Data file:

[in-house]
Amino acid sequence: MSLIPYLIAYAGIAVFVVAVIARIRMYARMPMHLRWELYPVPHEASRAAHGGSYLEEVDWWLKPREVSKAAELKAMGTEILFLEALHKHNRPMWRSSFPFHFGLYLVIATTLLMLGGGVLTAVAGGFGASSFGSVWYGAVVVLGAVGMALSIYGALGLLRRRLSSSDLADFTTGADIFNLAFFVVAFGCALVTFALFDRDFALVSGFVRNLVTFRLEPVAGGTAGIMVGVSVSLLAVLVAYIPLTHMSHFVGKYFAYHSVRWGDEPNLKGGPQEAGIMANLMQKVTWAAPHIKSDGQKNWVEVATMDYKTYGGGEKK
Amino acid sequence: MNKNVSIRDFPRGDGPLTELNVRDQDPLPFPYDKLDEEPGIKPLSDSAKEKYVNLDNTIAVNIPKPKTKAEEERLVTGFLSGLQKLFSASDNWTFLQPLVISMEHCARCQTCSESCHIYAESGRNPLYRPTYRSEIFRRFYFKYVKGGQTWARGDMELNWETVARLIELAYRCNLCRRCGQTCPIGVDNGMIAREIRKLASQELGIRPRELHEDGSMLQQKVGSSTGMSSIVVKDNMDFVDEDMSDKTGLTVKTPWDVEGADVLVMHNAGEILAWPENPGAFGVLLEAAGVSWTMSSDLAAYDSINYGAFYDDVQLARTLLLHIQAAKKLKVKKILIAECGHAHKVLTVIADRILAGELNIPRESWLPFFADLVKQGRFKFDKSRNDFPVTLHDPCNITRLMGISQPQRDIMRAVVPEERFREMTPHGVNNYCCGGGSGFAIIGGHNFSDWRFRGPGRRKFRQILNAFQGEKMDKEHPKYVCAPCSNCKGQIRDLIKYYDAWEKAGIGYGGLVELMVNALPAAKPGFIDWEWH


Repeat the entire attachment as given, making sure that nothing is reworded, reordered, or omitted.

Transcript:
[in-house]
Amino acid sequence: MSLIPYLIAYAGIAVFVVAVIARIRMYARMPMHLRWELYPVPHEASRAAHGGSYLEEVDWWLKPREVSKAAELKAMGTEILFLEALHKHNRPMWRSSFPFHFGLYLVIATTLLMLGGGVLTAVAGGFGASSFGSVWYGAVVVLGAVGMALSIYGALGLLRRRLSSSDLADFTTGADIFNLAFFVVAFGCALVTFALFDRDFALVSGFVRNLVTFRLEPVAGGTAGIMVGVSVSLLAVLVAYIPLTHMSHFVGKYFAYHSVRWGDEPNLKGGPQEAGIMANLMQKVTWAAPHIKSDGQKNWVEVATMDYKTYGGGEKK
Amino acid sequence: MNKNVSIRDFPRGDGPLTELNVRDQDPLPFPYDKLDEEPGIKPLSDSAKEKYVNLDNTIAVNIPKPKTKAEEERLVTGFLSGLQKLFSASDNWTFLQPLVISMEHCARCQTCSESCHIYAESGRNPLYRPTYRSEIFRRFYFKYVKGGQTWARGDMELNWETVARLIELAYRCNLCRRCGQTCPIGVDNGMIAREIRKLASQELGIRPRELHEDGSMLQQKVGSSTGMSSIVVKDNMDFVDEDMSDKTGLTVKTPWDVEGADVLVMHNAGEILAWPENPGAFGVLLEAAGVSWTMSSDLAAYDSINYGAFYDDVQLARTLLLHIQAAKKLKVKKILIAECGHAHKVLTVIADRILAGELNIPRESWLPFFADLVKQGRFKFDKSRNDFPVTLHDPCNITRLMGISQPQRDIMRAVVPEERFREMTPHGVNNYCCGGGSGFAIIGGHNFSDWRFRGPGRRKFRQILNAFQGEKMDKEHPKYVCAPCSNCKGQIRDLIKYYDAWEKAGIGYGGLVELMVNALPAAKPGFIDWEWH